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You or your doctor may notice an abnormal hardening of the tissue below the skin, in one area along the shaft of the penis.
During erection, there may be:
A bend in the penis, which usually begins at the area where you feel the scar tissue or hardening
Narrowing of the penis
Problems with penetration or pain during intercourse
Shortening of the penis
Signs and tests
The health care provider can diagnose curvature of the penis with a physical examination. The hard plaques can be felt with or without an erection.
The doctor may use injected medications to cause an erection. Or you may provide your health care provider with pictures of the erect penis for evaluation.
An ultrasound may show the scar tissue in the penis, but it is not necessary.
When diet and health modifications have failed to alleviate erectile dysfunction and the patient has tried all forms of the oral medications , the patient must then be counseled on the remaining types of therapies, including the prostaglandin family of medications. These are medications that act locally in the penis to give an erection. This differs from the pill or " Viagra " type of medications that require the central nervous system (i.e., the brain) to tell them to work. This type of medication comes in two preparations and can be delivered in two routes (injection or penile suppository). The first route is by injection into the penis. The common brand name for this medicine is Caverject or alprostadil (generic). This medication also comes in various strengths as the pills do. A lot of patients do not like this option for obvious reasons. It does require the injection of the medicine into the base of the penis. The medication is dispensed in a small via...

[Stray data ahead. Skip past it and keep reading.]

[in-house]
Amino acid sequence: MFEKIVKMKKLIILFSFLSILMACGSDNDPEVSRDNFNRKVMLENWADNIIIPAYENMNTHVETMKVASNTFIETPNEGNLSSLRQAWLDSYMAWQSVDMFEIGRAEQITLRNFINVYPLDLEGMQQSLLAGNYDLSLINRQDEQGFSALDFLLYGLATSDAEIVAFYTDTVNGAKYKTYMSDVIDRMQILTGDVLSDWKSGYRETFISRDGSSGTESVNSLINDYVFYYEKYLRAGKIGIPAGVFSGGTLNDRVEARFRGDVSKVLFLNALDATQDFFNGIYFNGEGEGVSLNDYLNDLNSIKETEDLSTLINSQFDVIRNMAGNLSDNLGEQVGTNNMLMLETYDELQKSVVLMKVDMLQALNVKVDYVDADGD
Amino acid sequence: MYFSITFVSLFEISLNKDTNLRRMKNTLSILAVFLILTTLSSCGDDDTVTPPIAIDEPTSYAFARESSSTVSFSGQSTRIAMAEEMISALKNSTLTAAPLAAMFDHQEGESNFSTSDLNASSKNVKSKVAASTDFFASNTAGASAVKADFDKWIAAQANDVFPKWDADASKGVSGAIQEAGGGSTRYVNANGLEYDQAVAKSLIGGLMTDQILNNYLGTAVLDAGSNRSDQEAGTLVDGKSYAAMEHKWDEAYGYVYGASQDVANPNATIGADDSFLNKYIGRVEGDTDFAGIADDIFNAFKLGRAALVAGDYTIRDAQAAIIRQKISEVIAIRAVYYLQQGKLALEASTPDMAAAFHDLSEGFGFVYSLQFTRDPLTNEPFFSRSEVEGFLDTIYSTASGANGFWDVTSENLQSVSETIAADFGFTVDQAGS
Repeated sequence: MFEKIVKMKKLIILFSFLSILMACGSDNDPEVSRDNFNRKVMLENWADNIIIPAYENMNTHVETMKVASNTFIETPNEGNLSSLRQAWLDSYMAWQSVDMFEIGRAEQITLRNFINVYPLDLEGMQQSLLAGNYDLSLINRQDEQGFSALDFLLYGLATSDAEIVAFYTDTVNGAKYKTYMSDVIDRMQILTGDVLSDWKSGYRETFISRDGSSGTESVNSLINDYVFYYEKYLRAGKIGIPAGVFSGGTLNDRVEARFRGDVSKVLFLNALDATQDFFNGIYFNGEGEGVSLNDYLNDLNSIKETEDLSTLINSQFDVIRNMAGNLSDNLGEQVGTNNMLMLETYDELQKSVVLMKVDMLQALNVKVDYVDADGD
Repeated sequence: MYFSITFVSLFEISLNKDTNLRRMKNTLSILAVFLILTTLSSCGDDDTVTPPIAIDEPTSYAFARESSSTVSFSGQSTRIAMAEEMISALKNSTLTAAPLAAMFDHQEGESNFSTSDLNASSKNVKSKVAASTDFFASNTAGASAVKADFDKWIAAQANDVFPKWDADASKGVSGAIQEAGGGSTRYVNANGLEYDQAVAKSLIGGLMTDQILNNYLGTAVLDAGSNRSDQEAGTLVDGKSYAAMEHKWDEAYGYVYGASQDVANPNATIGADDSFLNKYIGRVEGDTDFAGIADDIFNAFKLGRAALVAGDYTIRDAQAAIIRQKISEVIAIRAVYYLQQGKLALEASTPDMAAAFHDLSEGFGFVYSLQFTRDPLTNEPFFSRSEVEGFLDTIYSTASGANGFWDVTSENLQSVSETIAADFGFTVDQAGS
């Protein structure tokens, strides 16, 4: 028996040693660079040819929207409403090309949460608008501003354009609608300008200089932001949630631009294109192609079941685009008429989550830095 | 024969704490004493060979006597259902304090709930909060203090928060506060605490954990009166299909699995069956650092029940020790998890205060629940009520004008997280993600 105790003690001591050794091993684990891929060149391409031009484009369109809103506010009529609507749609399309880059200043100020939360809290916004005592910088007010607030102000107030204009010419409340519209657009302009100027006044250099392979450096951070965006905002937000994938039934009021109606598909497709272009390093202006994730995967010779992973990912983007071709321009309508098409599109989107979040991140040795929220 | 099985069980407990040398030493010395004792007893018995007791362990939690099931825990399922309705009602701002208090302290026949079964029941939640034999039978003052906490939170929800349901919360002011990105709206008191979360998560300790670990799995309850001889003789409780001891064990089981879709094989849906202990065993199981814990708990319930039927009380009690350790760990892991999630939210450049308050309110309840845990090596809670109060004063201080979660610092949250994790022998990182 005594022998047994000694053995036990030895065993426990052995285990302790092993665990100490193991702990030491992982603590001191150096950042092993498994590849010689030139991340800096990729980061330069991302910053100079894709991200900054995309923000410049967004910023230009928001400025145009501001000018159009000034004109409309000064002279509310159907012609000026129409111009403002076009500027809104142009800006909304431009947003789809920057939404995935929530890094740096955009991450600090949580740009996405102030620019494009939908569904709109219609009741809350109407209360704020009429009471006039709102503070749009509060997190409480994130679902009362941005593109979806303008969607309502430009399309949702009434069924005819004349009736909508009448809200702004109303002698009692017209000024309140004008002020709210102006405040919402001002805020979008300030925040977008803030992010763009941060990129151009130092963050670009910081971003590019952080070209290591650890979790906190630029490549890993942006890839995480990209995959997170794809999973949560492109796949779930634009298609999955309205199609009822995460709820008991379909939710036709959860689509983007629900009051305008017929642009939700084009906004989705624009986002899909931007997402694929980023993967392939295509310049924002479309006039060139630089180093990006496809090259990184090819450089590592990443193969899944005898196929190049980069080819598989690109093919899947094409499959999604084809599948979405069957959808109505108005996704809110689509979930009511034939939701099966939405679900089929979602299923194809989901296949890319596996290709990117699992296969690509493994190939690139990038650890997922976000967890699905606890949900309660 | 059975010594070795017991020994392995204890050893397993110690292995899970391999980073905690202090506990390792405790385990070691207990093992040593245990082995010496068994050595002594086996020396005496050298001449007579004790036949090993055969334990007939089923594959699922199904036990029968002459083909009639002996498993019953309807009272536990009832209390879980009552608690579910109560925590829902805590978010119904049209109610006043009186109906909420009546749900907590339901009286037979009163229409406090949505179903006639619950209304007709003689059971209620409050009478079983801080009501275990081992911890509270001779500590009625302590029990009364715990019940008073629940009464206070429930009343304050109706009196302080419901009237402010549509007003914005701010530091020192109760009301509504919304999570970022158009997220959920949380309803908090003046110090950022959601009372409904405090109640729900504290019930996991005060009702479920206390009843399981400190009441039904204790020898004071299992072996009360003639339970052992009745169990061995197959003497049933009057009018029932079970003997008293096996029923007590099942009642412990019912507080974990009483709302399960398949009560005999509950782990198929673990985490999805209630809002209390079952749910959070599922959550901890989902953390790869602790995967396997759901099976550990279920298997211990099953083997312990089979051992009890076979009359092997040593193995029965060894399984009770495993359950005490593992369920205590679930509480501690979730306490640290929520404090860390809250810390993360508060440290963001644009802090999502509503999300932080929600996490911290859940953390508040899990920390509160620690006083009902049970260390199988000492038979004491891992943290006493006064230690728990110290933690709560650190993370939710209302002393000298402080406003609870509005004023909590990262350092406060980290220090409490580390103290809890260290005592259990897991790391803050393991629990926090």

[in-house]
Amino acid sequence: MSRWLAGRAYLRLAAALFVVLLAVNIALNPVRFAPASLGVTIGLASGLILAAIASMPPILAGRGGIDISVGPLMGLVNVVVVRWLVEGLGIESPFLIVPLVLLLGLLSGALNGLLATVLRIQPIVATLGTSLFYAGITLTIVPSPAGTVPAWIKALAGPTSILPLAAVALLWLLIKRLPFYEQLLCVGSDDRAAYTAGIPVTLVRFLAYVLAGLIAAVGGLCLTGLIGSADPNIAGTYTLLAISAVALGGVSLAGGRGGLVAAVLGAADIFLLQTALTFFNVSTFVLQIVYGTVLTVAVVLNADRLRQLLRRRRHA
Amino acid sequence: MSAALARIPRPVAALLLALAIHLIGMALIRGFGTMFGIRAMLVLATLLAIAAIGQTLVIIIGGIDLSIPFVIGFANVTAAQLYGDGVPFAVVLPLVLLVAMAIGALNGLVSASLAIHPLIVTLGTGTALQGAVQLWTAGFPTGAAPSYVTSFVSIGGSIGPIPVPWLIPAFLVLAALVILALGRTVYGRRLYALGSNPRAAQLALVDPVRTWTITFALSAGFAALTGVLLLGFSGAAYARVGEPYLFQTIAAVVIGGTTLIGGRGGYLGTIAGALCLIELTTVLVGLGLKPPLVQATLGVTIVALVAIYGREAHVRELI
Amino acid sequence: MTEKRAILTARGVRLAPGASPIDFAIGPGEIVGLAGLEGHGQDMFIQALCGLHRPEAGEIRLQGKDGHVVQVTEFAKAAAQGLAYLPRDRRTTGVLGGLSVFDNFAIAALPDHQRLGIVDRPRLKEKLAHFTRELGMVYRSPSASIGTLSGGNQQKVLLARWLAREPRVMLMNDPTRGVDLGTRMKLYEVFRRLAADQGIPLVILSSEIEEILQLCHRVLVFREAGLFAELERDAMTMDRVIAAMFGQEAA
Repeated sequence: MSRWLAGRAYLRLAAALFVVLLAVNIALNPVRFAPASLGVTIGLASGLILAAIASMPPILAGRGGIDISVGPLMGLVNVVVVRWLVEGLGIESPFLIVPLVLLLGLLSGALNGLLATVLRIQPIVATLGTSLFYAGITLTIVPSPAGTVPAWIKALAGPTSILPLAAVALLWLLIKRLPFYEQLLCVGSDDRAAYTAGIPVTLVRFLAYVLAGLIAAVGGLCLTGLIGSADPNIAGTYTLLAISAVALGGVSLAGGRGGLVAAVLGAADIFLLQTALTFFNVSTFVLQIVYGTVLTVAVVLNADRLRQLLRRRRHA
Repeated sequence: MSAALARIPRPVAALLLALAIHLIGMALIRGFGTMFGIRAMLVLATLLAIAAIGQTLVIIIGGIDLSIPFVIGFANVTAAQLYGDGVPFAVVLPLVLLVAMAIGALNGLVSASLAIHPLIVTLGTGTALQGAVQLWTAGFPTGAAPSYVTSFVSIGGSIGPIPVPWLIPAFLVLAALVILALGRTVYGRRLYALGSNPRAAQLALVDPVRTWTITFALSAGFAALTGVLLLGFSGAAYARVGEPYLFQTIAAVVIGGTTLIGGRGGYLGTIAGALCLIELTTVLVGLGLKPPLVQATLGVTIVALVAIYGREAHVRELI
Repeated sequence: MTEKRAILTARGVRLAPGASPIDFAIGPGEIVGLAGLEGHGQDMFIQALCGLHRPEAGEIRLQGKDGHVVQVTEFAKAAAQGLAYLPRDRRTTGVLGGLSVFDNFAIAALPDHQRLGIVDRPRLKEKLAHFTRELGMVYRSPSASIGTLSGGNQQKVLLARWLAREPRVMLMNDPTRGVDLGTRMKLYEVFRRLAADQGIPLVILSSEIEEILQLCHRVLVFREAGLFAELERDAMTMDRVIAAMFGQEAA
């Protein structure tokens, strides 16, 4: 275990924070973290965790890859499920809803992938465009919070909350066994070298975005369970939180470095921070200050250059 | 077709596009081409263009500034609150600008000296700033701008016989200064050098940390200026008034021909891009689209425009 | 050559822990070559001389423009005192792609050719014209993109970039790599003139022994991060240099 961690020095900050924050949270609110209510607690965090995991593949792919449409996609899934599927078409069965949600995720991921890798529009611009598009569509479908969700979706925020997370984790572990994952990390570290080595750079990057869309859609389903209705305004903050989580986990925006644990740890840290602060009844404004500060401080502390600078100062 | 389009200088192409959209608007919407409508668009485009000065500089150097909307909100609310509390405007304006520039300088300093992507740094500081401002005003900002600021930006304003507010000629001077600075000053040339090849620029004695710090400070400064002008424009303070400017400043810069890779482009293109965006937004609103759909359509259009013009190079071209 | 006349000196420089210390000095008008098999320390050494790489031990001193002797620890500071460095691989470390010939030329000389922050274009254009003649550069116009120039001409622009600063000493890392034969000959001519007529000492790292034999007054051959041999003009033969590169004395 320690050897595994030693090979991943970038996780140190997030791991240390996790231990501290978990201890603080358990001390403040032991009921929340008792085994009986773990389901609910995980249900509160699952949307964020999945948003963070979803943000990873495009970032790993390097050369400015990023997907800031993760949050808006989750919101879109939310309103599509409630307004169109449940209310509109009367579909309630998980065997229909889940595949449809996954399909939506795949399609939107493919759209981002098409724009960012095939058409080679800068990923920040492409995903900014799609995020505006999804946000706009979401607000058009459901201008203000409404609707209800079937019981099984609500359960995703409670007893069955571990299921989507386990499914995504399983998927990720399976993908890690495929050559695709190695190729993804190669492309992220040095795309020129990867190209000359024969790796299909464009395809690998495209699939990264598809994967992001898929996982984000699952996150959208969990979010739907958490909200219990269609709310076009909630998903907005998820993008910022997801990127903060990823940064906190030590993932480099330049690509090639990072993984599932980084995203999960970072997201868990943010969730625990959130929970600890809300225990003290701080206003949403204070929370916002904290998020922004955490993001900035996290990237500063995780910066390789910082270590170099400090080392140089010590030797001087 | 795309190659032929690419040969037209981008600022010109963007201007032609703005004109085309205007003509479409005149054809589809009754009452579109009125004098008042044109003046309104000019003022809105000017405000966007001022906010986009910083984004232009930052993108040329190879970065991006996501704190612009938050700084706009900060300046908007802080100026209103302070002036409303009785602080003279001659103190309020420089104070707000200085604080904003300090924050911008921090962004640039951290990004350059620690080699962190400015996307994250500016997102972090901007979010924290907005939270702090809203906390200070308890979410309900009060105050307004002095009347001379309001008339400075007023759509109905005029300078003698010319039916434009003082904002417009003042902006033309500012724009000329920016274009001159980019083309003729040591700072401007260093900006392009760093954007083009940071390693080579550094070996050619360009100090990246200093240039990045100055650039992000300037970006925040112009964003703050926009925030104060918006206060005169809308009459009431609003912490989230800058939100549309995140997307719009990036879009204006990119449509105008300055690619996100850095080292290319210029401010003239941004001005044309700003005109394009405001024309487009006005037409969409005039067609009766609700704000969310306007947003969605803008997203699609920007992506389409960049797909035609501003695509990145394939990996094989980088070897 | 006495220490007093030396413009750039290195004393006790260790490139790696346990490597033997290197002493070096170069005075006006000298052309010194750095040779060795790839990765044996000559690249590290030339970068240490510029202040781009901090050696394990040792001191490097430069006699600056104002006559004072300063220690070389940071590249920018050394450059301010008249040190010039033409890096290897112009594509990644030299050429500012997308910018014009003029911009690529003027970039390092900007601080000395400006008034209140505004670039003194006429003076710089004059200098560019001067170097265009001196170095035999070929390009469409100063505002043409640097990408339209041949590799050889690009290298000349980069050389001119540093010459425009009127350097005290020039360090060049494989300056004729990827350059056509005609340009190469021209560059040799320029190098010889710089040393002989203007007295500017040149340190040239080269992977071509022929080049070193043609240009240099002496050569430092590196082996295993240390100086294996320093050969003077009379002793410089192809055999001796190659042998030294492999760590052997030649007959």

Generic Name: SCOPOLAMINE - TRANSDERMAL Pronounced: (sko-PALL-uh-meen) scopolamine Base TD Interactions
Your healthcare professionals (e.g., doctor or pharmacist)
may already be aware of any possible drug interactions and may be monitoring
you for them. Do not start, stop or change the dosage of any medicine before
checking with them first.
Before using this medication, tell your doctor or
pharmacist of all prescription and nonprescription/herbal products you may use,
antihistamines (e.g., diphenhydramine, meclizine)
antispasmodics (e.g., atropine, dicyclomine)
certain antiarrhythmic drugs (e.g., quinidine,
certain drugs for Parkinson's disease (e.g., levodopa,
MAO inhibitors (isocarboxazid, linezolid, methylene blue,
moclobemide, phenelzine, procarbazine, rasagiline, selegiline,
phenothiazines (e.g., promethazine,
You should know
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